Black students goals
change, speaker says
The Michigan Daily - Friday, February 8, 1985 - Page 3
E. Quad pursues peace issues
By NORA THORP
Black students attending the nation's
dolleges in the '80s are more concerned
with financial success and less active in
working for social change than the
students of the '60s, according to a for-
ryer campaign manager for the Rev.
A wave of conservatism in the black
community has led to a greater accep-
ince of white, middle class values, Dr.
Ionald Walters told a crowd of about 50
athered in Schorland Auditorium at
te School of Education.
Today's parents are now urging their
children to work within the system to
mhake money and become a business
success, while parents in the '60s en-
couraged students to change the
s stem, the Howard University
litical science professor said. His
speech Wednesday kicked off a series of
lctures sponsored by the University's
(tenter for Afro-American and Af'ican
Studies to mark Black History month.
THE ONLY way black students will
snap out of this trend towards political
apathy is if the Reagan administration
cuts most of their scholarship dollars,
People take action on issues when
they directly affect them, but not before
that, Walters said.
He added that the anti-war mov-
ement of the 1960s is an example of this
type of student reaction. The movement
didn't gain its momentum, he said, until
students began to be drafted into the
Walters said that the election of
Ronald Reagan to his second, suc-
cessive term confirms a trend of "white
nationalism" that was noted in the 1980
election results. This trend involves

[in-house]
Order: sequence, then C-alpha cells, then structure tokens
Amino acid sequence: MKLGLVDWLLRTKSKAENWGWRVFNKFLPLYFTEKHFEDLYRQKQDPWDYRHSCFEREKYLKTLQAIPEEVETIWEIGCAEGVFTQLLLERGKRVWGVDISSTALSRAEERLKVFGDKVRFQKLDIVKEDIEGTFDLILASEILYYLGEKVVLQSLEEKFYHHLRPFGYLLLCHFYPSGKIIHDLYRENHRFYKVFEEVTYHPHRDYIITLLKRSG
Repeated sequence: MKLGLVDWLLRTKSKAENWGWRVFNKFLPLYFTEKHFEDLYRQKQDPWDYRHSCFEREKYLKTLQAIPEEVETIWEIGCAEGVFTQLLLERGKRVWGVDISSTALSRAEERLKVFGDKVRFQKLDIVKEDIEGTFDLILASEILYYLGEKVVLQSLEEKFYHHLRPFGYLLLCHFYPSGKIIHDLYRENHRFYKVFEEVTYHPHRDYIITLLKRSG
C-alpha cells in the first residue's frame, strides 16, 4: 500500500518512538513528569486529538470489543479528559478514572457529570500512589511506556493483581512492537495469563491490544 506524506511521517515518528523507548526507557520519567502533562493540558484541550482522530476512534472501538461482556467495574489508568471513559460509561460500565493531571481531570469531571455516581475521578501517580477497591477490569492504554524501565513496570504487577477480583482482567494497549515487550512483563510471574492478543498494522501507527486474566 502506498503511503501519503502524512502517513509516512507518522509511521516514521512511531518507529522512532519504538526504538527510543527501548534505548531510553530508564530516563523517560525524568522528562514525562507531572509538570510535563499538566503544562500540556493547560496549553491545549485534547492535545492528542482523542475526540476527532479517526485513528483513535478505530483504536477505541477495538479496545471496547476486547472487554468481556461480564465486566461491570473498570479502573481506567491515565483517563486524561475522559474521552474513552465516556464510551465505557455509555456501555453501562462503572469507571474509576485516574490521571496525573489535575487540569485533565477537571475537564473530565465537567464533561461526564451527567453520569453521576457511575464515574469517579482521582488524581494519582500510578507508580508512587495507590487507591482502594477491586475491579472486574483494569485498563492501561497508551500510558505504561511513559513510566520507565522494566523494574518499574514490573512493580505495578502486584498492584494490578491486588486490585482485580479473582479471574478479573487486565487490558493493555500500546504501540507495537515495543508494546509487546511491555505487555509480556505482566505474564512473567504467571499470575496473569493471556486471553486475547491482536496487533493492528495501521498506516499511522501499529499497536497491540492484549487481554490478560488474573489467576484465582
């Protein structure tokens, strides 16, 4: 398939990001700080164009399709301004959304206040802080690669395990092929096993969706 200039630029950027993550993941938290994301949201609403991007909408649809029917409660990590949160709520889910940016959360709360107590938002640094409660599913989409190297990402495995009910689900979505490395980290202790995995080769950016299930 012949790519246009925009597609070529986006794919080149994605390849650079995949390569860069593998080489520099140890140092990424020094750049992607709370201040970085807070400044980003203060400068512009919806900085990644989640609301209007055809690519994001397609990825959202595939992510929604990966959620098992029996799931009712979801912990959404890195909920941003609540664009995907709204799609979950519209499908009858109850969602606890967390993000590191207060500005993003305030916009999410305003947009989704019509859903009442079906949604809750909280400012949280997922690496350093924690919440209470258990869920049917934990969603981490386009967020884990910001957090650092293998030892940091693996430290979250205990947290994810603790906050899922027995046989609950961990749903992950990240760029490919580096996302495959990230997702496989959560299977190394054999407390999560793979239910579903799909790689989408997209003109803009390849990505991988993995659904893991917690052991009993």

Reagan's appeal to patriotism, par-
ticularly his racist remarks regarding
Grenada, Walters said.
Although he said he felt Jackson's bid
for the Democratic presidential
nomination succeeded in unifying black
voters, Walters said blacks seem to
have been pushed out of the Democratic
Party. And this makes a Rainbow Par-
ty headed by Jackson a possibility in
1988, he said.
(Continued from Page 1)
"Students ought to be aware that
there are alternatives out there and
that they can influence," he said.
One of those alternatives is to enroll
in the University's new peace studies
THIS semester two courses in peace
studies were offered for the first time.
The University administration
agreed to finance the courses on peace
studies last summer but funding for
next year has not been decided, accor-
ding to John Reiff, who teaches the
current courses with Richard Mann.
"In creating these two courses, we
wanted to provide ways for students to
focus clearly and directly on peace and
peacemaking," said Reiff. He added
that it is crucial students recognize how
to make progress in this area on their
About 60 students are currently
enrolled in the introductory course and
22 in the peace studies seminar, Reiff
LOCAL interest in peace studies
reflects an increased commitment on
the national level. Last December, the
U.S. House and Senate passed
legislation establishing a Peace In-
stitute in Washington and $16 million is
to be appropriated for this over a three
year period. Four million dollars, a
quarter of the total budget, will go to
"non-profit and official institutions"
such as the University.
U.S. Senator Carl Levin (D-
Michigan) has approached the Univer-
sity about starting a Peace Satellite In-
stitution, according to Len Suransky,
an instructor in Project Outreach and
peace studies. But he said the funds
have not yet been officially allocated by